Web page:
This is democracy in action. When a president manages to get elected despite obtaining nearly three million fewer votes than his opponent and then embarks on a series of controversial initiatives that please his extremist base but generally keep his approval ratings below 40 percent, the democratic process should respond accordingly. To a degree, it has. People have used the two most important tools of democracy—their voice and their vote—to register their disapproval.
Will this response translate into meaningful long-term political and social change? The midterms provided an important early indicator that this is possible. If the threat posed by Trump inspires an alignment of progressive citizens and groups, we may see real long-lasting reforms. If the resistance to Trump fades, splinters, or self-destructs, however, the nation’s future could be determined by his resilient base, even though it represents only a minority of the electorate.
Zeynep Tufekci’s Twitter and Tear Gas: The Power and Fragility of Networked Protest offers a cautionary note. It is possible that one of the reasons there has been so much social activism on the left since Trump’s election is that it is so much simpler to engage politically in the era of the Internet. It seems as if social media have been around forever. But the first iPhone was not sold until 2007; Twitter launched in 2006, Facebook in 2004. As Tufekci illustrates, these developments have made it significantly easier to mount protests, to coordinate action, and to identify and associate with like-minded citizens. So while the unprecedented threat posed by Trump is undoubtedly a cause of the extent and energy of civic activism, it’s also true that the tools for organizing opposition have never been more democratized.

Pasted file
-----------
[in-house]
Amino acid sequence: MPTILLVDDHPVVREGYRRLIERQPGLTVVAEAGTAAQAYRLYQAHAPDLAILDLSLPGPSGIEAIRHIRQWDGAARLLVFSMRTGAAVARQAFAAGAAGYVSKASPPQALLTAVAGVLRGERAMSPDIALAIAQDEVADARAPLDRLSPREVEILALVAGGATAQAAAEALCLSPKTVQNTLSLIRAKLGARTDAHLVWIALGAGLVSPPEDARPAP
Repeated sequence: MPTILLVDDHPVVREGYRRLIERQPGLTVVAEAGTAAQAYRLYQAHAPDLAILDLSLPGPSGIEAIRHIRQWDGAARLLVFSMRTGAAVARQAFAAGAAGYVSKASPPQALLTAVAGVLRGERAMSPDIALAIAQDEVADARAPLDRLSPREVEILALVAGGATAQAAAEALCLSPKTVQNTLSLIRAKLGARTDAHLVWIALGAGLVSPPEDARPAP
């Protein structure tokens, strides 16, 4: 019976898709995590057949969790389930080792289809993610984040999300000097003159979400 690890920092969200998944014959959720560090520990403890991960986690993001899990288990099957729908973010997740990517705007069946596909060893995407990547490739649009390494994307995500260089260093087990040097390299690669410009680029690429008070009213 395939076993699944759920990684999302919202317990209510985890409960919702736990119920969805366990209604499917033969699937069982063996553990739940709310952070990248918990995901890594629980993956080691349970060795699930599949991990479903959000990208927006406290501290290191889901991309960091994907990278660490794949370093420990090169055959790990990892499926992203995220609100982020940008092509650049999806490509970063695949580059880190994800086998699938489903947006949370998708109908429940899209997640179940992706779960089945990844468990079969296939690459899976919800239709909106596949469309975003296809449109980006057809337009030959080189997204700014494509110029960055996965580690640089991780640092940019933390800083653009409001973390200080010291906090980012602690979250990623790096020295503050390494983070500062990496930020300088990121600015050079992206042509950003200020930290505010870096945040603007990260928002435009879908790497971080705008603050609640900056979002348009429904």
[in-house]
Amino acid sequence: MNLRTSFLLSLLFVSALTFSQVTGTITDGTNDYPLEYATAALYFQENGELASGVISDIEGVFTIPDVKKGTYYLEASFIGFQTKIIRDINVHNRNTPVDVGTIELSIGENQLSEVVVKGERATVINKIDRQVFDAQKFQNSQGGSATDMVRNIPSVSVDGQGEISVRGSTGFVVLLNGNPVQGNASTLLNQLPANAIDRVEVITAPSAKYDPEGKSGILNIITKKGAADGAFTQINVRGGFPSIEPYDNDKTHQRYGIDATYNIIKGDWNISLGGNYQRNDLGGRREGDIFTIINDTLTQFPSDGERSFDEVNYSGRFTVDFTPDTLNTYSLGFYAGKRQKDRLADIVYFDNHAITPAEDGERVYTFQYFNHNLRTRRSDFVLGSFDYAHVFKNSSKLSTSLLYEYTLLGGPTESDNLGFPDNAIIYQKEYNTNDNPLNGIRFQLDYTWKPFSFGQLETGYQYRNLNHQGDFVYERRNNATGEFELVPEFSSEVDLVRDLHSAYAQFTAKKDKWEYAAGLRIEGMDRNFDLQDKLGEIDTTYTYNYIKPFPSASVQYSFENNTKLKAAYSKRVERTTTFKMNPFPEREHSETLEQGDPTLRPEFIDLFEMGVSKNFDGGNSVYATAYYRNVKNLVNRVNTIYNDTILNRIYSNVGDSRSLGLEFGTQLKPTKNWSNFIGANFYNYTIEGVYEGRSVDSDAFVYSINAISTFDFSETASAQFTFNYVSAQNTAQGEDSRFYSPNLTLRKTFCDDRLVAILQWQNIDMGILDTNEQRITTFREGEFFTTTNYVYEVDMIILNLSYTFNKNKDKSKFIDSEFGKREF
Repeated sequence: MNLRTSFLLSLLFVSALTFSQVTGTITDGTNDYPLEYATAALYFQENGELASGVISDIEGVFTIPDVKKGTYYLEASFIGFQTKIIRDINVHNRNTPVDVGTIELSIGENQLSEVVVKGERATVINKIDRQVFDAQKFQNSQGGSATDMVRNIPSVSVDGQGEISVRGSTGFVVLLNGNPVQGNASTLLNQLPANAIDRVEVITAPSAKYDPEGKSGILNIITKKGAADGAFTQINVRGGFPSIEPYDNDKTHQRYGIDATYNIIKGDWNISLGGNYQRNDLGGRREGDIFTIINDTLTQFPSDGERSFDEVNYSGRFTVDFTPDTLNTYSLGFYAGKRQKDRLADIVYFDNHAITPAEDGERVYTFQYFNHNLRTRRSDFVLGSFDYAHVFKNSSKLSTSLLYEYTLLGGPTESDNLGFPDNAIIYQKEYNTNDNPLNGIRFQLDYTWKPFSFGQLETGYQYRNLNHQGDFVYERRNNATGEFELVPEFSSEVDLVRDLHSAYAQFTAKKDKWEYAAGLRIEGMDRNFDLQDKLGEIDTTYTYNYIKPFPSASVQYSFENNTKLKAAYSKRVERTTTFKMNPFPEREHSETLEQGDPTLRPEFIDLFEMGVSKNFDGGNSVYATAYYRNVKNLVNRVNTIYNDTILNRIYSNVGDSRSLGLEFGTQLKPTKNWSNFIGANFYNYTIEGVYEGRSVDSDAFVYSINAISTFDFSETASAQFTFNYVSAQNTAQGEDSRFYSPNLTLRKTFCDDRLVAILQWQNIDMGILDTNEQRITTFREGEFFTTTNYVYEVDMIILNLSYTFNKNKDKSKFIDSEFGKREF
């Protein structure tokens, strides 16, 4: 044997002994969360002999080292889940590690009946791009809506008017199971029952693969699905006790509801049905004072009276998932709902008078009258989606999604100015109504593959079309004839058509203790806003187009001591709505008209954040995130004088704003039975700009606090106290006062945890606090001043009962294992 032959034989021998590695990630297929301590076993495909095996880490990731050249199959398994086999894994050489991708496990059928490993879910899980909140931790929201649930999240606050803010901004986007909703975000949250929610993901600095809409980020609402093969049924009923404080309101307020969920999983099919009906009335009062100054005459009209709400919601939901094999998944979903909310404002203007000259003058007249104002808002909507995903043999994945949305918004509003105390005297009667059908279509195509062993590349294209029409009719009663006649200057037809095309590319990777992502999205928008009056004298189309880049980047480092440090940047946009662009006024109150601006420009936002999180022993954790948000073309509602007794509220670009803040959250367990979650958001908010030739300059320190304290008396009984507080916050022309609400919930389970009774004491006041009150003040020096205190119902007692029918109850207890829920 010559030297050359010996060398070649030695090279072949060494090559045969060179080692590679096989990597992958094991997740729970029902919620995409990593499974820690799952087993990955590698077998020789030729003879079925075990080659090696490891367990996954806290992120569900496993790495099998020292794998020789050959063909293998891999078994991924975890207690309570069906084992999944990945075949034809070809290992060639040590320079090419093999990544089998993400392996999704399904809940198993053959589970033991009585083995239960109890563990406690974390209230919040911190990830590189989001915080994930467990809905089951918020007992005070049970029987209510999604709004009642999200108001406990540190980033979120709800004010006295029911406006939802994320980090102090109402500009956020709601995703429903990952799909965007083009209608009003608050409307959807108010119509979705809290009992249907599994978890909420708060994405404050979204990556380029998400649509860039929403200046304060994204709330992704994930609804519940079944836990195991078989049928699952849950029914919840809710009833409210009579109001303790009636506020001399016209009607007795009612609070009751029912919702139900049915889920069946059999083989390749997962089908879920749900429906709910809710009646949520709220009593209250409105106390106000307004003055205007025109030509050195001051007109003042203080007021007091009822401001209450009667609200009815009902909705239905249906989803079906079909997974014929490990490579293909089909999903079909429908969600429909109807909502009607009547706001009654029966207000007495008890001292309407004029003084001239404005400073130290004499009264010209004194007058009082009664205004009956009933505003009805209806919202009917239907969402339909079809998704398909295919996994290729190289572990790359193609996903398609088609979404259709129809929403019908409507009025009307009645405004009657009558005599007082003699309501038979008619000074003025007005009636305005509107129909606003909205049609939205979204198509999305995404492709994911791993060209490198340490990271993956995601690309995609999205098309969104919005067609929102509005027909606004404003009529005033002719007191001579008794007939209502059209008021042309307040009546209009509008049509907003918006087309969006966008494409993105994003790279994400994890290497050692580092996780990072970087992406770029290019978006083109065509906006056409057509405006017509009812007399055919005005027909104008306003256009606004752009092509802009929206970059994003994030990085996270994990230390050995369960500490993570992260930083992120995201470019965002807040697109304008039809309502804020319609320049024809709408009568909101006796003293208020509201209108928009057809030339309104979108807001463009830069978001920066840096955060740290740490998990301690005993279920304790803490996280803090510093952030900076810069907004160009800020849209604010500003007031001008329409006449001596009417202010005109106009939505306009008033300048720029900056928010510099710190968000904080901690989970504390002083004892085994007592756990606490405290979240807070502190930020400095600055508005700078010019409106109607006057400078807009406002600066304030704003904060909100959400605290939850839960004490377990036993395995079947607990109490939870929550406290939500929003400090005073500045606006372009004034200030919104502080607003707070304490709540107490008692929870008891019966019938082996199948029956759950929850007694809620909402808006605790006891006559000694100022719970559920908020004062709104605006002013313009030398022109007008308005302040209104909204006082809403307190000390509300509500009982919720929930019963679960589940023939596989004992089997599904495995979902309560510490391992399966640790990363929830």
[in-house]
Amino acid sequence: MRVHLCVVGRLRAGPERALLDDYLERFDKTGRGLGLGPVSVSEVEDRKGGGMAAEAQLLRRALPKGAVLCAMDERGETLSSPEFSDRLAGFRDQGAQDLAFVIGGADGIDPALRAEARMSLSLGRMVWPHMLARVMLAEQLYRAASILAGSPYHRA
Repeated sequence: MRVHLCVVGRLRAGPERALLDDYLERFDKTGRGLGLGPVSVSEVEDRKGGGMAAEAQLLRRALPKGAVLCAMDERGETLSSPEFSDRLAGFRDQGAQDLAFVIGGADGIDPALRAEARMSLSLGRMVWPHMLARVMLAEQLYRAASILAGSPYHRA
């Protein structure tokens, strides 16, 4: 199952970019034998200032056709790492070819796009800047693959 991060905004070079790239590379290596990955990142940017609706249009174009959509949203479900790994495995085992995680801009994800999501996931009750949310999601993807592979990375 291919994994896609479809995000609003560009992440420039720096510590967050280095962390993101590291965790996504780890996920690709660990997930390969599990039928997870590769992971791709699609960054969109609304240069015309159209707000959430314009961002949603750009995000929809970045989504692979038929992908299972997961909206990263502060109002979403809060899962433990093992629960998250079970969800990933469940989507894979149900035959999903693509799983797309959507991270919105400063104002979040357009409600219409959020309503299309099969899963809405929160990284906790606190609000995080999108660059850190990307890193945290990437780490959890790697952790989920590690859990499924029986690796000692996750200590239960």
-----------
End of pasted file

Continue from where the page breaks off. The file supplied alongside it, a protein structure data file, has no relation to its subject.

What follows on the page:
Dissatisfaction with autocratic regimes in the Middle East, for example, has been long-standing, but the Arab Spring did not occur until the advent of social media there. Social media allowed dissidents “to overcome censorship, coordinate protests, organize logistics, and spread humor and dissent with an ease that would have seemed miraculous to earlier generations,” Tufekci writes. But the Arab Spring is hardly a success story. As Robert Worth has shown in A Rage for Order (2016), popular protests may have succeeded in toppling autocratic regimes in many nations, but the result was more often a mere shift in autocrats than a transition to democracy.
The failure to achieve real reform in the Middle East may result in part from how handily social media called protesters into the streets. Tufekci notes that in order for the US civil rights movement to mount the Montgomery bus boycott in 1955 and the March on Washington in 1963, legions of activists had to work for years to develop the networks, relationships, organizations, and leaders necessary to sustain the boycott and carry out the march.